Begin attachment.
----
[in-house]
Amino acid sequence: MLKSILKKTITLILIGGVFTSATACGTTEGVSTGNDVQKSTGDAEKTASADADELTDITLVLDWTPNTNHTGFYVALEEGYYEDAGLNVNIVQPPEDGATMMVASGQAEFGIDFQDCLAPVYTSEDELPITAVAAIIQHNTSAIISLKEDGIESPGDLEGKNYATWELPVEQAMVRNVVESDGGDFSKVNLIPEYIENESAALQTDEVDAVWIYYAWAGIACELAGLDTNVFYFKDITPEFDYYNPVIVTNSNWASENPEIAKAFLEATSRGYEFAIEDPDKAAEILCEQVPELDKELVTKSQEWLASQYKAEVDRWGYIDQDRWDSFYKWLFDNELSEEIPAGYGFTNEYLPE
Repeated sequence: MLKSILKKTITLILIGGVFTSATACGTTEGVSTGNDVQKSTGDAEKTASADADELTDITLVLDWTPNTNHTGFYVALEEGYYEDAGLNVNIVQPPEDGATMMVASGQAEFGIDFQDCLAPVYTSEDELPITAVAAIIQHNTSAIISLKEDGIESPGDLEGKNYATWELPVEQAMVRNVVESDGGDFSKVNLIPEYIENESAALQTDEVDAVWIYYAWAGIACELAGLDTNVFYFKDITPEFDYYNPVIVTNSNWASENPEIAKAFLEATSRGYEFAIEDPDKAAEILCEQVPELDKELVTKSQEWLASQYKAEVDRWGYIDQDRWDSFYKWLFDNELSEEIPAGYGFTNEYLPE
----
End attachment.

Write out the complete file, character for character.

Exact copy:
[in-house]
Amino acid sequence: MLKSILKKTITLILIGGVFTSATACGTTEGVSTGNDVQKSTGDAEKTASADADELTDITLVLDWTPNTNHTGFYVALEEGYYEDAGLNVNIVQPPEDGATMMVASGQAEFGIDFQDCLAPVYTSEDELPITAVAAIIQHNTSAIISLKEDGIESPGDLEGKNYATWELPVEQAMVRNVVESDGGDFSKVNLIPEYIENESAALQTDEVDAVWIYYAWAGIACELAGLDTNVFYFKDITPEFDYYNPVIVTNSNWASENPEIAKAFLEATSRGYEFAIEDPDKAAEILCEQVPELDKELVTKSQEWLASQYKAEVDRWGYIDQDRWDSFYKWLFDNELSEEIPAGYGFTNEYLPE
Repeated sequence: MLKSILKKTITLILIGGVFTSATACGTTEGVSTGNDVQKSTGDAEKTASADADELTDITLVLDWTPNTNHTGFYVALEEGYYEDAGLNVNIVQPPEDGATMMVASGQAEFGIDFQDCLAPVYTSEDELPITAVAAIIQHNTSAIISLKEDGIESPGDLEGKNYATWELPVEQAMVRNVVESDGGDFSKVNLIPEYIENESAALQTDEVDAVWIYYAWAGIACELAGLDTNVFYFKDITPEFDYYNPVIVTNSNWASENPEIAKAFLEATSRGYEFAIEDPDKAAEILCEQVPELDKELVTKSQEWLASQYKAEVDRWGYIDQDRWDSFYKWLFDNELSEEIPAGYGFTNEYLPE